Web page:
Brooklyn Paramount Theater

The Brooklyn Paramount Theater is a former movie palace at 1 University Plaza at the intersection of Flatbush and DeKalb Avenues in downtown Brooklyn, New York. Opened in 1928, the building has been owned by Long Island University (LIU) since 1954. Converted for use by LIU as classroom space and a gymnasium, the building retains much of the theater's original decorative detail. Until recently the venue operated as a 1200-seat multi-purpose arena, formerly home to the Brooklyn Kings basketball team. It is now in the planning stages of a renovation to reopen the theater as a performing arts venue in 2019.[1]

Under renovation



The theater with the LIU basketball court, prior to renovation

Paramount Pictures constructed the venue in 1928 and selected the Chicago theater architect team Rapp and Rapp as designers. The studio constructed a sister Paramount Theatre in Times Square, Manhattan. The rococo-designed theater had 4,084 seats covered in burgundy velvet, with a ceiling painted with clouds. The auditorium featured a 60-foot (18 m) stage curtain decorated with satin-embroidered pheasants and huge chandeliers and fountains with goldfish adorned the lobby space.[citation needed]

According to anthropology professor Michael Hittman, "while the Brooklyn Paramount is remembered as a popular movie house and early home of rock ‘n’ roll, it is a little known fact that it helped introduce Brooklyn to jazz, with artists like Dizzy Gillespie, Ella Fitzgerald and Miles Davis."[2] Duke Ellington first played at the Paramount in 1931. The most famous star connected with the theater was composer and radio personality, Russ Columbo, who performed at the theater during the early 1930s. Columbo had the most sold-out performances on record at the theater that would not be broken for quarter of a century, during the promoter created Battle of The Baritones (source: multiple biographies, newspaper and magazine articles, incl. Prisoner of Love by Tony Toran and The Joe Franklin Show (TV interview Bing Crosby). The theater promoters pitted Bing Crosby and Columbo against each other at two different Paramount Theaters, encouraging audience members to compare the two. According to the (Dutch) biography 'De Keizer van het Jiddische Lied' it was in 1943 that singer Leo Fuld introduced Yiddish music on this stage. In the 1950s, Alan Freed’s rock ‘n’ roll shows played at the theater, with acts including Chuck Berry and Fats Domino. Buddy Holly played a show in September 1957.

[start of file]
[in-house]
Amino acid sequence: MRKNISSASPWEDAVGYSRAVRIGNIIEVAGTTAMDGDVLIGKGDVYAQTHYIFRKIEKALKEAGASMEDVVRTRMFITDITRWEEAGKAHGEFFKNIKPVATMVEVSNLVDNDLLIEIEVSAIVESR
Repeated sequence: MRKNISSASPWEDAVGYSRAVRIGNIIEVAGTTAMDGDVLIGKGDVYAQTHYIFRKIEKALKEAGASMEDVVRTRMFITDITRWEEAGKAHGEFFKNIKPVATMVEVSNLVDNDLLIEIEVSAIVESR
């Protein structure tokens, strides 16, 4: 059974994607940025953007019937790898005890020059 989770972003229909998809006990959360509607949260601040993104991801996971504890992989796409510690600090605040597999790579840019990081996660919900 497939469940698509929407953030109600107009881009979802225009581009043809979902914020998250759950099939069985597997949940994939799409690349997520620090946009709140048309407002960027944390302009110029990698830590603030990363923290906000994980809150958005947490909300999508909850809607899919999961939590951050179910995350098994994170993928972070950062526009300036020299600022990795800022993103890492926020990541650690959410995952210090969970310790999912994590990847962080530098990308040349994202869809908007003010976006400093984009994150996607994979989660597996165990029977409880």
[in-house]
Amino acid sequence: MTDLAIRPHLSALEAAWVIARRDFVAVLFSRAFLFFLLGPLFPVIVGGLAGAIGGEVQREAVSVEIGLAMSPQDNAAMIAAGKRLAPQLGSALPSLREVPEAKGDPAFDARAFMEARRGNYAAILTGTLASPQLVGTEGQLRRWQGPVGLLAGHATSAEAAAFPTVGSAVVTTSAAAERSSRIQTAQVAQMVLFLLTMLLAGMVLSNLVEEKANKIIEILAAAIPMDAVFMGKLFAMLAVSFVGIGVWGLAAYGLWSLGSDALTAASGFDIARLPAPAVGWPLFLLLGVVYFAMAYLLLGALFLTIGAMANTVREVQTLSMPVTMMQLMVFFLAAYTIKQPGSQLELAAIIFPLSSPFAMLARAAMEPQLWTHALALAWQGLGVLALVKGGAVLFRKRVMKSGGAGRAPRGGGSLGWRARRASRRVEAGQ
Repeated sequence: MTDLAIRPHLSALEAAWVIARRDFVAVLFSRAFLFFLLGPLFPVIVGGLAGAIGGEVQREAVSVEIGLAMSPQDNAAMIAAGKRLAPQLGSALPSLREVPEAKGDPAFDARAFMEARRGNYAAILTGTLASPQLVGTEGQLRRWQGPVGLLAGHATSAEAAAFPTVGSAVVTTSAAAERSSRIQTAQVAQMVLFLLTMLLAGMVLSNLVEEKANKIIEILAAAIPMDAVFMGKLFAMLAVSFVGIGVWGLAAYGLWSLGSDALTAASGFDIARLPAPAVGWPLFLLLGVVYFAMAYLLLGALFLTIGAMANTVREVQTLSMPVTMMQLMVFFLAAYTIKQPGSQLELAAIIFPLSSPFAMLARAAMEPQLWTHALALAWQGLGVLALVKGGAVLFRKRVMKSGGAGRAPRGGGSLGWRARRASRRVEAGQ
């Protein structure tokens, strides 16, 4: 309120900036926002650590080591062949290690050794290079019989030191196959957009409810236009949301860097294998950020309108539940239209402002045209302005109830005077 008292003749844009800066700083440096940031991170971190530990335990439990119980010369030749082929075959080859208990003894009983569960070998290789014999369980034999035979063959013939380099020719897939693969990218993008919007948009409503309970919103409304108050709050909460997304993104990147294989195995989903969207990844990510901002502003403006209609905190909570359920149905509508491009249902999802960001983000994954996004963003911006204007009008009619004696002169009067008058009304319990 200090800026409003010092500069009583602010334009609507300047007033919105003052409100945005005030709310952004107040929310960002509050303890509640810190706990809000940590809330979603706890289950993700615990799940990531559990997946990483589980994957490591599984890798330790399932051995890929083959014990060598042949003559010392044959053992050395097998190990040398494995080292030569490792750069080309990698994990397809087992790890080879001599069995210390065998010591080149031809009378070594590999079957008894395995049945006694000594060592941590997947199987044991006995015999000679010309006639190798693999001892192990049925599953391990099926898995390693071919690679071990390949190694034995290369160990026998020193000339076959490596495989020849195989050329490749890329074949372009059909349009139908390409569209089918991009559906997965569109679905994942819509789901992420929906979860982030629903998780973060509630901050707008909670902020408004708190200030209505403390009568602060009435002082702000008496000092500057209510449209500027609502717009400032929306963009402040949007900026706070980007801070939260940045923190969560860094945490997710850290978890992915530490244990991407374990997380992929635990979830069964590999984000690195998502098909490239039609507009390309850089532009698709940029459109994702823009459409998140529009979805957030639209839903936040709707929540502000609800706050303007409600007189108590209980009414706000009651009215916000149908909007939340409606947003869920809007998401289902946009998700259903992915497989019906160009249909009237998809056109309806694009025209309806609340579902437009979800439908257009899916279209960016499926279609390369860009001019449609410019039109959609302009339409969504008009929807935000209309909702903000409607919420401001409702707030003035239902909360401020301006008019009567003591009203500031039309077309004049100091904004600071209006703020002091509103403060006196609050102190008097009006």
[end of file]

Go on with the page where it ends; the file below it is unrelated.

When Alan Freed fell victim of the payola scandal, TV host Clay Cole continued the ten-day holiday show tradition, in shows produced by Sid Bernstein. The first, Clay Cole's Christmas Show broke all existing attendance records with a show featuring Ray Charles, Bobby Rydell, Brenda Lee, Neil Sedaka, Johnny Burnett, The Delicates, Kathy Young, Dion, Bobby Vinton, Bo Diddley, Chubby Checker, Bobby Vee and groups, the Drifters, Coasters, Shirelles, the Supremes, and Little Anthony & The Imperials. The last live rock 'n' roll stage show at The Brooklyn Paramount was "Clay Cole's Easter Parade of Stars" headlining Jackie Wilson and an all-star cast.[3] Then the theater was shuttered.

The General Manager of the theater was Eugene Pleshette, father of the actress Suzanne Pleshette. Long Island University purchased the structure for part of its Brooklyn Campus in 1960 and converted into its current use as a gymnasium for LIU in 1962.